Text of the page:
Closing my eyes, I
take a bite and savor the crisp crust and warm, soft center. There’s nothing
better than fresh-baked bread. It reminds me of home and being in the kitchen
with my grandmomma.
I open my eyes to
find him watching me, his gaze intense with newfound heat. “Good?” His brows
arch and amusement curves his lips.
Ignoring the throb
between my legs, I take another bite, not stopping until I’ve finished.
Harry returns with
our drinks, advising our food will be out momentarily. I guess Marcus is joining
me for dinner. I didn’t necessarily agree, but it seems too late to turn him
Marcus butters more
bread for himself and then for me. “I never meant to make an enemy of you, or
your grandmother.” His voice is gentle, soothing my frayed nerves. “On the
contrary, I’ve always hoped we could be more.”
“More? You’re trying
to buy my building, take my grandparents’ antique store from me. That’s my
home, my job. It’s… everything. What more could you possibly want, a kidney?”
My voice having reached a volume I don’t care for, I ease back, taking a deep
breath, and let it out slowly.
continue. “Can we not do this today?”
I’m interrupted by
Harry with our meal. He sets down two steaming bowls of Thai noodle soup and
another basket of fresh bread.
“Enjoy.” He bows as
he backs away.
“Thanks, Harry,” we
My gaze flies to
Marcus. He knows Harry’s name? I pegged Marcus as being too self-important to
bother learning his name—or anyone else who serves him. Maybe I’m the one who
doesn’t know who Marcus is.
Marcus smiles and
points to my soup. “Shrimp bowl?”
“It’s my favorite.”
I note he’s having the same.
“Me too.” He cocks
his head. “See, we have something in common. I bet if you got to know me, you’d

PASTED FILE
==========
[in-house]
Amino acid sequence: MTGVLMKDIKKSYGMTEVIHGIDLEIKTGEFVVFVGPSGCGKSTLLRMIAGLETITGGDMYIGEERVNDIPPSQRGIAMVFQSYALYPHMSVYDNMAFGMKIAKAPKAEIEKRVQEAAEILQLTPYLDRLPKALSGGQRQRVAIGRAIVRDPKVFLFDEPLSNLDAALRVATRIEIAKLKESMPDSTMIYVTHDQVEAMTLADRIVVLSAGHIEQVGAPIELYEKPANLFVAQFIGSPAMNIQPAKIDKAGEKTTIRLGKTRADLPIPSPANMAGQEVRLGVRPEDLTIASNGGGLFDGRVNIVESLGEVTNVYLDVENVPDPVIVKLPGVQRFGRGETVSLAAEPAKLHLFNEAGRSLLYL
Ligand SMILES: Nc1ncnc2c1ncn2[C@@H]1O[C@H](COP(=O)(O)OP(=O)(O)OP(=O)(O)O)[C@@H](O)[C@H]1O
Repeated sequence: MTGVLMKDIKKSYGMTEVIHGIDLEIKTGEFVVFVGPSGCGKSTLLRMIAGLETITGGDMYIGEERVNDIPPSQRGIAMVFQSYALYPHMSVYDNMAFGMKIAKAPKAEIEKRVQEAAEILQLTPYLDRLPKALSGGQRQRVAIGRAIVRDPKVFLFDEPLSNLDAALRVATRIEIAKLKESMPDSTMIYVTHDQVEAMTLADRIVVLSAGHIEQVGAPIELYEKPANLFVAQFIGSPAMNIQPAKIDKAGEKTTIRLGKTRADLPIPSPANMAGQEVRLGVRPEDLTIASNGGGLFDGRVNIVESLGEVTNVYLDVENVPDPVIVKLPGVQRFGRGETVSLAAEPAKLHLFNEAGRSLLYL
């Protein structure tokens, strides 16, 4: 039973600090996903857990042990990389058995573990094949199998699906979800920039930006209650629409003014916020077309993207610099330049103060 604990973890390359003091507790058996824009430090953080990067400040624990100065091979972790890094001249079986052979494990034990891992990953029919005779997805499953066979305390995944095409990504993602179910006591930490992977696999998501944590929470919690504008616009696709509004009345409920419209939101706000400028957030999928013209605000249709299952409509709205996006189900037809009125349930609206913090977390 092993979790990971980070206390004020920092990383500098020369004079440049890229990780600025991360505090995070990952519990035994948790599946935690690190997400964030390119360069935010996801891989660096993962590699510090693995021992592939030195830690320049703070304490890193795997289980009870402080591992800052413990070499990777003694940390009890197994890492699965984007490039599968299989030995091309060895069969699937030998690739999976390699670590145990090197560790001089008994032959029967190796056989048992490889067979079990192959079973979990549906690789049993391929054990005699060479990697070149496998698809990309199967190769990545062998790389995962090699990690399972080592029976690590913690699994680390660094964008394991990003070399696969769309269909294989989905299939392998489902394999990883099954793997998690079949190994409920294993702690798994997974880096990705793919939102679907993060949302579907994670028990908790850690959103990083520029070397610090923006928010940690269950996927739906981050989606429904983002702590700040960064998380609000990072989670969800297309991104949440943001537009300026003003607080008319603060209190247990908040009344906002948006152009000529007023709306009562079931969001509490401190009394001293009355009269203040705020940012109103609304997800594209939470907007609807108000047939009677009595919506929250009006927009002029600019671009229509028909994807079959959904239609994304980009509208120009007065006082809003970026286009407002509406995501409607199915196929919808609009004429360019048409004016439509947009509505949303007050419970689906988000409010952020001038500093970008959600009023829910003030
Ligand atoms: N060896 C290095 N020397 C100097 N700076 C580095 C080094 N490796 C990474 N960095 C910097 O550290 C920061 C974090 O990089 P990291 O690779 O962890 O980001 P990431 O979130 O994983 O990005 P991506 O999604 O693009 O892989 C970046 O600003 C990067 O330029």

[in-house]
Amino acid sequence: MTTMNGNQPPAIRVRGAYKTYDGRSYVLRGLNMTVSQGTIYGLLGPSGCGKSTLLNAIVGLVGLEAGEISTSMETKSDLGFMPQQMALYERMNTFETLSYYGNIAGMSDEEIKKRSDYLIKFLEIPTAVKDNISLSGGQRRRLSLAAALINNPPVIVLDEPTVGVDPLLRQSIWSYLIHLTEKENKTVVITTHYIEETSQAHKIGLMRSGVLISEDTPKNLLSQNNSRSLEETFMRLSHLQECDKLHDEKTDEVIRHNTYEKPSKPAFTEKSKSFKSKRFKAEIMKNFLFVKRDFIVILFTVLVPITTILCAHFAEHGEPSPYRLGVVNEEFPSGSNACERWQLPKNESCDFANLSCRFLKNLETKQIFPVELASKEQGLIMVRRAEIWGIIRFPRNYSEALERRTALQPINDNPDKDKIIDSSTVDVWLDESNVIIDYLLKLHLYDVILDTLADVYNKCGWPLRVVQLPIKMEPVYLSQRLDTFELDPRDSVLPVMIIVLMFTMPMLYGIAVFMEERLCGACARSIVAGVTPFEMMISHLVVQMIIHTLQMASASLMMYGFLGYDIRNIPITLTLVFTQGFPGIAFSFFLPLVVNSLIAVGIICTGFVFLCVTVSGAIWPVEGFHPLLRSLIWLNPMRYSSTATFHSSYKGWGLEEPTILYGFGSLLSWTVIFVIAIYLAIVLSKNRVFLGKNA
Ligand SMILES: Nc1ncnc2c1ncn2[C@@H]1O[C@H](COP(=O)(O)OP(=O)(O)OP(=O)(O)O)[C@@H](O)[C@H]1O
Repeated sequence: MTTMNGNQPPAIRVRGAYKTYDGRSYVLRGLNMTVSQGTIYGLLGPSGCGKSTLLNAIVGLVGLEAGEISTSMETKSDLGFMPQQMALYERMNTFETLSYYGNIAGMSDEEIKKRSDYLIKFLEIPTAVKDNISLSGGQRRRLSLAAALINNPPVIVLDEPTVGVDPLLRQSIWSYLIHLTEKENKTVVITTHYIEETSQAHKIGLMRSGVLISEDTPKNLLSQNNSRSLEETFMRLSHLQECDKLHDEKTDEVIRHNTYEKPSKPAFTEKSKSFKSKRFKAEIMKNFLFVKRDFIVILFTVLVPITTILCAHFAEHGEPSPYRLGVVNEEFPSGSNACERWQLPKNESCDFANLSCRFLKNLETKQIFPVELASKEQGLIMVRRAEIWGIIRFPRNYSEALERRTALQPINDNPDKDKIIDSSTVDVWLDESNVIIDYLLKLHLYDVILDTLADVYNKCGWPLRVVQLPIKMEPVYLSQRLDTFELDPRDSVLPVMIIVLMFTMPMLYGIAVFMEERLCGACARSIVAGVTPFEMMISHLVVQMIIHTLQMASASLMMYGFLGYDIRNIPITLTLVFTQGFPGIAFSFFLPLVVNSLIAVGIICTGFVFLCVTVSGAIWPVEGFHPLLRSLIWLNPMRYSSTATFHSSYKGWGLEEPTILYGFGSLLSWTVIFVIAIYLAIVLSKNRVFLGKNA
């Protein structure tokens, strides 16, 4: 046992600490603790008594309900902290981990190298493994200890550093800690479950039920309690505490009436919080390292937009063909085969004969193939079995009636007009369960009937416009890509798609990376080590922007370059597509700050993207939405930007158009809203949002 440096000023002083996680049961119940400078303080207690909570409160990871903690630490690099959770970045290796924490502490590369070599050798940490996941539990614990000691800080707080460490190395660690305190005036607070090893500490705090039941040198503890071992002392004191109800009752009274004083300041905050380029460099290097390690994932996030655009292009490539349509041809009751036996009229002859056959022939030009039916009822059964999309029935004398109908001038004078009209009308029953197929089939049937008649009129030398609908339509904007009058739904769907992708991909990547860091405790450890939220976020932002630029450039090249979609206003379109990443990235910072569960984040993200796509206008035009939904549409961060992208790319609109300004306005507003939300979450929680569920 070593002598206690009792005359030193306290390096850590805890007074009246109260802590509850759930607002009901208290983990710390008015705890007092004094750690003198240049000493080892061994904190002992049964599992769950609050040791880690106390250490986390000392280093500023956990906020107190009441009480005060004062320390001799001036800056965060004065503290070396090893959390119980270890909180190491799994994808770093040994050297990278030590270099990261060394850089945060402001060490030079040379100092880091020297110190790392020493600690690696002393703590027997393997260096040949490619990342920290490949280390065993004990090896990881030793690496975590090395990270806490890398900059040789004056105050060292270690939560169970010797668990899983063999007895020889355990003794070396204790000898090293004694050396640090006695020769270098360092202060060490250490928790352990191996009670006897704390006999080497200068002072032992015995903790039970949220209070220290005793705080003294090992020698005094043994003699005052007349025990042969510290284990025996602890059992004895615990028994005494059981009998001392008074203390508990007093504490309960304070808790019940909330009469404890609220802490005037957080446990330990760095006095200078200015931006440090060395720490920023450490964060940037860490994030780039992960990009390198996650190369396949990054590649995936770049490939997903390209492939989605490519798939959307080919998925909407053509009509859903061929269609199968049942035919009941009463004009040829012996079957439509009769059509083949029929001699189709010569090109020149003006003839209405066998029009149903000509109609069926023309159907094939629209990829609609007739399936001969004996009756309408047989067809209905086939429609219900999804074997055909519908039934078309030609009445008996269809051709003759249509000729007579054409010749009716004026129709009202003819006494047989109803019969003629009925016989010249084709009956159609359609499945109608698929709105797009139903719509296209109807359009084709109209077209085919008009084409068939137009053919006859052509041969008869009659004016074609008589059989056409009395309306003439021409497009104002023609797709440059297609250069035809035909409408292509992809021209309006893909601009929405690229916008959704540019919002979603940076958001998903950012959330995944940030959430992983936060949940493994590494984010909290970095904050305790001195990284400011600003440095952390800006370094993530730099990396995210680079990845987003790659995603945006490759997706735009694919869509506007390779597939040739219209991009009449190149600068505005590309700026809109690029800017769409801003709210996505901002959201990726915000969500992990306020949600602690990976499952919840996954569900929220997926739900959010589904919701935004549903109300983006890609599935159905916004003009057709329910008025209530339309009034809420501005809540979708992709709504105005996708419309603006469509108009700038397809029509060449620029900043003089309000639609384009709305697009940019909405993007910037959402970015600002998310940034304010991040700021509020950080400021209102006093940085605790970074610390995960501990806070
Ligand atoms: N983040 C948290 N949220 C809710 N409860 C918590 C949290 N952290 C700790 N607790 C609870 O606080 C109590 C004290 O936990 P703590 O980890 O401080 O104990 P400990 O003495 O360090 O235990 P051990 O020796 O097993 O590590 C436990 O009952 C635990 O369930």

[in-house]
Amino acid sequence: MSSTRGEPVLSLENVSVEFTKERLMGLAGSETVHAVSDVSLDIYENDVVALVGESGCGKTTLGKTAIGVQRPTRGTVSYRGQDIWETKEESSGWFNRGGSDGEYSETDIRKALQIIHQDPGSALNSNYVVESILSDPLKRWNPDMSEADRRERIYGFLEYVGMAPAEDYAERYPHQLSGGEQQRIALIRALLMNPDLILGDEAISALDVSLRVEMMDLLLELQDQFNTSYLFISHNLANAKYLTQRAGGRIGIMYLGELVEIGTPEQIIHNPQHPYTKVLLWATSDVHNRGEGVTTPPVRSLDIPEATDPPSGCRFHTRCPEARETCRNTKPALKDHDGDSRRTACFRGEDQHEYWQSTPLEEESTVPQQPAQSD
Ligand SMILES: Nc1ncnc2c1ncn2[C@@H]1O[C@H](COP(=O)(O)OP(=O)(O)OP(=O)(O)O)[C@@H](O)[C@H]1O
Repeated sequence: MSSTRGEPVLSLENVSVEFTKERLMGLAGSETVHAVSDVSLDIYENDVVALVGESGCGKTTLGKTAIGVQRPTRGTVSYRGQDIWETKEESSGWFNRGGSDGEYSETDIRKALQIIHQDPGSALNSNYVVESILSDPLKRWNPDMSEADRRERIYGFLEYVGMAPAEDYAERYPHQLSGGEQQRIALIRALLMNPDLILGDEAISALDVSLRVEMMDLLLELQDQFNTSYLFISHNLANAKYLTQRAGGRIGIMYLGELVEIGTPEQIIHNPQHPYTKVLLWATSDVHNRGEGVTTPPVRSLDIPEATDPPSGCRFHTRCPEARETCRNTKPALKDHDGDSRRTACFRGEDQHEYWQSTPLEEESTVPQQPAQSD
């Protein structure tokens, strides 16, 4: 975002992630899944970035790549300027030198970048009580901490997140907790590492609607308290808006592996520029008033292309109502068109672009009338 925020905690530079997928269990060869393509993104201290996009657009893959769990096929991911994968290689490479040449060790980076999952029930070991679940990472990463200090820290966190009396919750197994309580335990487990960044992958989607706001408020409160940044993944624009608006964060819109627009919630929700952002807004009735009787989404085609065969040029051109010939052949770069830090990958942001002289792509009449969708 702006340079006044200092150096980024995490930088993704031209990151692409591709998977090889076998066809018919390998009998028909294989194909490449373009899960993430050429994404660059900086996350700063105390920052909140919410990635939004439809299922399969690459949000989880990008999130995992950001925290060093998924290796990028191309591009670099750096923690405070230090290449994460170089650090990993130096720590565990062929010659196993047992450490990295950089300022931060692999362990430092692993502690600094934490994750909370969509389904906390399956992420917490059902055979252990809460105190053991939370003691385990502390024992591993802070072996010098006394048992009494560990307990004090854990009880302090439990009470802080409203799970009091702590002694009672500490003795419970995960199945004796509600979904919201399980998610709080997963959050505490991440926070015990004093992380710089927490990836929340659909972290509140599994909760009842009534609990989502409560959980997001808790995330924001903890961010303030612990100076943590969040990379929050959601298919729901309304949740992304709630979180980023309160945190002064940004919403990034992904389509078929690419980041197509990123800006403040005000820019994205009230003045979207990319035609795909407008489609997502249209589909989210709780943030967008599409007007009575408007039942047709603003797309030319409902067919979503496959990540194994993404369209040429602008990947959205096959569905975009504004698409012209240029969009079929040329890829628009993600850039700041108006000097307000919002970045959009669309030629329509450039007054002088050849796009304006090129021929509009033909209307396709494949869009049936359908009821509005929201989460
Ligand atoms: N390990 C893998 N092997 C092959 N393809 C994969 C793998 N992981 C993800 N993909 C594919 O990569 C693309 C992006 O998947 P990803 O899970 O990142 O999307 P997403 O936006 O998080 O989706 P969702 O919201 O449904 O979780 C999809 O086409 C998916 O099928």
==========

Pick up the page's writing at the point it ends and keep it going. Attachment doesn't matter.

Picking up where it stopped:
see we share more than just a love of Thai shrimp noodle soup.”
More? Somehow, I
doubt that. I have nothing in common with this man. I can’t deny I’m attracted
to him, but his rugged good looks, finger-tousled dark hair, and tall, muscular
build cannot compensate for the truth of what he wants.
“Why not today?”
Reading my perplexed expression, he clarifies. “I said I’d hoped we could be
more, and you said I was taking everything from you, then you asked if we could
not do this today.”
“Oh, yes. That.” I
stir my soup and take a tentative sip. It’s good and hot, liquid gold. I fish
around, playing with the noodles. “I’d just rather not fight today. That’s
He leans closer.
“I’d rather not fight with you any day. But, why not today in particular?” He’s
a determined SOB.
I study my bowl like
it’s the most interesting thing in the room—which would be a lie. The man
across from me clearly holds that title. The heat of his gaze burrows into my
I can’t say it out
loud. I can’t bear the pity I might see on his face if I were to look up. I
shake my head, taking another sip of soup and then a long drink of water,
blinking back my tears.
“It’s a year today,”
he says with reverence.
Smart man. I guess
he is paying attention.